Vetements basically started their clothing brand on copying, re-jigging and ‘making a statement’ on other brands staple icons. They later got a taste of their own medicine when clothing brand Vetememes came about, but Vetements could see the funny side and let they let it go without litigation. Read what we had to say about Vetememes here!

Photo Credit: Highsnobiety

And what about when designers take average everyday items and turn the idea into high-end, high-priced clothing item?

Balenciaga & The Ikea bag

There’s Balenciaga’s very Ikea inspired tote bag racking up a massive retail price of US $2,145.

Hilariously, Ikea responded with the following satirical image:

The fine print reads:

How to identify an original IKEA FRAKTA bag: 1) Shake it. If it rustles, it’s the real deal. 2) Multifunctional. It can carry hockey gear, bricks and even water. 3) Throw it in the dirt. A true FRAKTA is simply rinsed off with a garden hose when dirty. 4) Fold it. Are you able to fold it to the size of a small purse? If the answer is yes, congratulations. 5) Look inside. The original has an authentic IKEA tag. 6) The price tag. Only $0.99

This round goes to Ikea.

Anya Hindmarch & Crisps

And Anya Hindmarch’s bags shaped like a bag of chips (or crisps if you prefer) is definitely worth a lot more dough than those found at your local supermarket.

Photo Credit: The Outnet

Moschino & McDonalds

Moschino, the purveyor of ‘trash inspired’ fashion also has its take on the phone case, borrowing some imagery from our favourite fast food joint.

Photo Credit: Moschino

Ashish Gupta & the plastic bag

And then there’s London-based designer Ashish Gupta who has revamped the plastic grocery bag into a sequinned statement piece.

Photo Credit: Pinterest

Andy Warhol & Campbell Soup Cans

Of course, there is historical precedent for this kind of ‘borrowing’ or ‘taking inspiration from everyday items’ with the more famous example, being Andy Warhol’s “Campbell Soup Cans”.

Photo Credit: MoMA

We all know that taking someones image without their permission will put us in the likely realms of a lawsuit.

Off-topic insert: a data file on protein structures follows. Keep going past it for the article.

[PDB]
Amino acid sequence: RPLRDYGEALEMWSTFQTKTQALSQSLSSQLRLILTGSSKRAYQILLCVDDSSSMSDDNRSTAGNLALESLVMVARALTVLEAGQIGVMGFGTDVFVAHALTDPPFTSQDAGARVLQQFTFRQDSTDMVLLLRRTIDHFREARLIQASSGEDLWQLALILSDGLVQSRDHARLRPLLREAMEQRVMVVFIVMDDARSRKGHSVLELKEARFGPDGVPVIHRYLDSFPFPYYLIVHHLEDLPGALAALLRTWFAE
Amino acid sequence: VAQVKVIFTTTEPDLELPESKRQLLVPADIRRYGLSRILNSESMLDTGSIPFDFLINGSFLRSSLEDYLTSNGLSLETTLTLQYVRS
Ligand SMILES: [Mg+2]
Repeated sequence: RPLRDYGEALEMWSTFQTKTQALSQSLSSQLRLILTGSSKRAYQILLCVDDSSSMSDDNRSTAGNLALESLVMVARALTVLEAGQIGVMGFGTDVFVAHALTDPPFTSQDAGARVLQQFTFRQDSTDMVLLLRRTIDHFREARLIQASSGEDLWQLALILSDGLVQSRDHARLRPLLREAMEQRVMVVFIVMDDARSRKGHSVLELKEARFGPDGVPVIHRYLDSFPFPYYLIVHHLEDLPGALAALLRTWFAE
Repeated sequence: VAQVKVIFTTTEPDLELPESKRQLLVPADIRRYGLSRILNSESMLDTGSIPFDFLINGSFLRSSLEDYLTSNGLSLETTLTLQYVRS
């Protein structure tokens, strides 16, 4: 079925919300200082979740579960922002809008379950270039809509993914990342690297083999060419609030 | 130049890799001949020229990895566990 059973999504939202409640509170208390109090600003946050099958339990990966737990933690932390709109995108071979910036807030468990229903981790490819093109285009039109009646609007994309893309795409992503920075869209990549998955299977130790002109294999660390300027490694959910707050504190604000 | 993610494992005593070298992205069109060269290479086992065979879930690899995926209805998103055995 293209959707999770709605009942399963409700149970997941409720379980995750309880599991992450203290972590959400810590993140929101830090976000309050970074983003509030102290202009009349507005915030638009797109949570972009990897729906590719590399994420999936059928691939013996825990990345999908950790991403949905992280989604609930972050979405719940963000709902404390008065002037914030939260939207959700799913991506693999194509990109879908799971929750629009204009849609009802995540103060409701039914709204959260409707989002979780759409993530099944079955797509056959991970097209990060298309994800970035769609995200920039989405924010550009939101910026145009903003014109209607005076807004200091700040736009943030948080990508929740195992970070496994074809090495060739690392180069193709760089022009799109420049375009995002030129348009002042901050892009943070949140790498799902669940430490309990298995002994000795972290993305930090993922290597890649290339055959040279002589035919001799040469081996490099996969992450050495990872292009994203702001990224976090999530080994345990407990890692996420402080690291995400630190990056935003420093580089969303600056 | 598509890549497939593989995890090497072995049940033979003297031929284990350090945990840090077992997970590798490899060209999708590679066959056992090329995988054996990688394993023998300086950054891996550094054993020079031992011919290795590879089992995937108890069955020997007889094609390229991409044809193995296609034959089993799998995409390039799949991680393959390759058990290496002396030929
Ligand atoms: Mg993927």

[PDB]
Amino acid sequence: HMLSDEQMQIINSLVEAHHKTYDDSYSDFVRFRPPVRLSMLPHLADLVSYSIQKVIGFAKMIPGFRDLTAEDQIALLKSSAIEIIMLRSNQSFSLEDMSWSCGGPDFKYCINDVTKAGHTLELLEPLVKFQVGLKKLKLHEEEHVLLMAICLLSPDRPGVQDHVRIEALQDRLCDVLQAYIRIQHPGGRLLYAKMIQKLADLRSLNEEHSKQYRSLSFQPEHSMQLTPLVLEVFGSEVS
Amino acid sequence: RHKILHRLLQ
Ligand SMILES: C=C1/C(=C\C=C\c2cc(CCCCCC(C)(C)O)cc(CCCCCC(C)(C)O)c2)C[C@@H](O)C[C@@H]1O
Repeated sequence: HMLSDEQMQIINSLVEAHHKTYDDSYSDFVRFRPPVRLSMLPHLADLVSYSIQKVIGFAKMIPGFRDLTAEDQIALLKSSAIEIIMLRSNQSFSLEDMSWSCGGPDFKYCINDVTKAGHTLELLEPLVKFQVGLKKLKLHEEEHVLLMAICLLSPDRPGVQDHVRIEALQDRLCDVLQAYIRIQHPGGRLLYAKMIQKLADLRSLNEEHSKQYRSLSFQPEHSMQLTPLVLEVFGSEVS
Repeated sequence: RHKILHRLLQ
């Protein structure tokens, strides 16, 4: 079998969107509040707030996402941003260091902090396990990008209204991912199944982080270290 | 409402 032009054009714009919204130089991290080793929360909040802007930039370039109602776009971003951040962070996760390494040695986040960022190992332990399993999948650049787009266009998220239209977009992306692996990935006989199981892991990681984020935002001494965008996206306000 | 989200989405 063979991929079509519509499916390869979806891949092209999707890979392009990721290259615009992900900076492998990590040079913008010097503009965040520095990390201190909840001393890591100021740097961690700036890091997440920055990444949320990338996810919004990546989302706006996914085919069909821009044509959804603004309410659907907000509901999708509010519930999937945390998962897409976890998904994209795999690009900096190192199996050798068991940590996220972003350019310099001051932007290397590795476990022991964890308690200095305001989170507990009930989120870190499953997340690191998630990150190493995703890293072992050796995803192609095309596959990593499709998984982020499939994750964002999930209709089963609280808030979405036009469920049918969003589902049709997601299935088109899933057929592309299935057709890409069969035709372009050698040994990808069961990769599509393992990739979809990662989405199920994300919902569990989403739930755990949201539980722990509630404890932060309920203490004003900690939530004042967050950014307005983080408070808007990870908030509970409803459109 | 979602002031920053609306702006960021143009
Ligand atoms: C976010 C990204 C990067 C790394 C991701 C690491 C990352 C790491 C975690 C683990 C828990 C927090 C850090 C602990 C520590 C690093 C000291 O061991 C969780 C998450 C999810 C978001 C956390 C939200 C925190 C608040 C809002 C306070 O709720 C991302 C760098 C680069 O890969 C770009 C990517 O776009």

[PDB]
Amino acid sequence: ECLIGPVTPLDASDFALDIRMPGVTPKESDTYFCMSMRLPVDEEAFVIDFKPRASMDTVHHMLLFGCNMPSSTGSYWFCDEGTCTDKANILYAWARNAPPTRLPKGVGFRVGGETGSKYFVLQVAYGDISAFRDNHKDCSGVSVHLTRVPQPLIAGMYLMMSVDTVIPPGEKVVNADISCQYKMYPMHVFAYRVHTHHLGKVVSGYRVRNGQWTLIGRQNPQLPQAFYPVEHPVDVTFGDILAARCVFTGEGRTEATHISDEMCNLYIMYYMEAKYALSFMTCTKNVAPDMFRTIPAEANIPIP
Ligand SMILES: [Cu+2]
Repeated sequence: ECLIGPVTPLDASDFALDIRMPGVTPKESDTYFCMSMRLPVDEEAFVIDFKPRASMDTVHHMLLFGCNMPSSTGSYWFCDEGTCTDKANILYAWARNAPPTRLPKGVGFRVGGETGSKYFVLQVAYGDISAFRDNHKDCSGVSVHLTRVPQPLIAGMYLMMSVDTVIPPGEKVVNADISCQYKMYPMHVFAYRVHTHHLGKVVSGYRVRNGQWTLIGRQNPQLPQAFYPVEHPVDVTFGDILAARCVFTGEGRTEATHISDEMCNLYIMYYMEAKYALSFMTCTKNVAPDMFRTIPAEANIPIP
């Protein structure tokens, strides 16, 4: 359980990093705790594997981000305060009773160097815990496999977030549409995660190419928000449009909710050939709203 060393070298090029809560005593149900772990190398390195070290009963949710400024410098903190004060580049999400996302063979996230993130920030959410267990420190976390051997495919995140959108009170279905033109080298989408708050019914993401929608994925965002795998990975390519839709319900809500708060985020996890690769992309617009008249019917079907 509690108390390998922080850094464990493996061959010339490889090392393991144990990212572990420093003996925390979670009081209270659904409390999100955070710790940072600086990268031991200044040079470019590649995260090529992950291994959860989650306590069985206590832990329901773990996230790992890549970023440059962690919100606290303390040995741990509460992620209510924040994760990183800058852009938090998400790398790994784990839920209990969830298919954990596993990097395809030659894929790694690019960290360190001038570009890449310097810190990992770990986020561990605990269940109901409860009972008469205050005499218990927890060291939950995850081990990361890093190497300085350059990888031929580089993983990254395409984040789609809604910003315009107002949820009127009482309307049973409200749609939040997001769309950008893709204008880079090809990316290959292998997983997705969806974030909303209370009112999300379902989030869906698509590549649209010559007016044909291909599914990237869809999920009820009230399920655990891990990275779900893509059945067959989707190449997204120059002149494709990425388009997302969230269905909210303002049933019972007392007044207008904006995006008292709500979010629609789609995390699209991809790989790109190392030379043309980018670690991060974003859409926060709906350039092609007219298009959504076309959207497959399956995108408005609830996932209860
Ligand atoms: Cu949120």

Photo Credit: The Fashion Law

Much like Urban Outfitters and Forever 21 being slapped with a copyright infringement lawsuit by photographer Danny Clinch, who claims the retailers are selling t-shirts bearing photos he took of rapper Tupac Shakur for The Rolling Stone’s magazine.

So why is it then, that fashion designs always get caught in such a grey area. It makes it hard to distinguish between outright copying and just inspiration!

Especially since there’s such a thing as Intellectual property (IP); an essential tool to protect your ideas and the work you generate as a designer in the clothing and fashion industry.

IP Australia is the Australian Government agency responsible for administering patent, design, trademark and plant breeder’s rights.

However, maybe companies and designers are getting away with it through little loopholes. According to IP Australia ‘A design right protects the overall appearance of a product and allows the holder to exclude others from using the design in any commercial way in Australia for up to 10 years. The protection covers the shape, configuration or pattern that gives a product its unique visual appearance but excludes the feel of the product, what it’s made from or how it works.’

It is likely that this war on fashion design will continue as laws vary all over the world.

Though it’s hard to know who will be in the spotlight next for being a copycat, it’s fairly certain that it will only be a matter of time before the next lawsuit arises.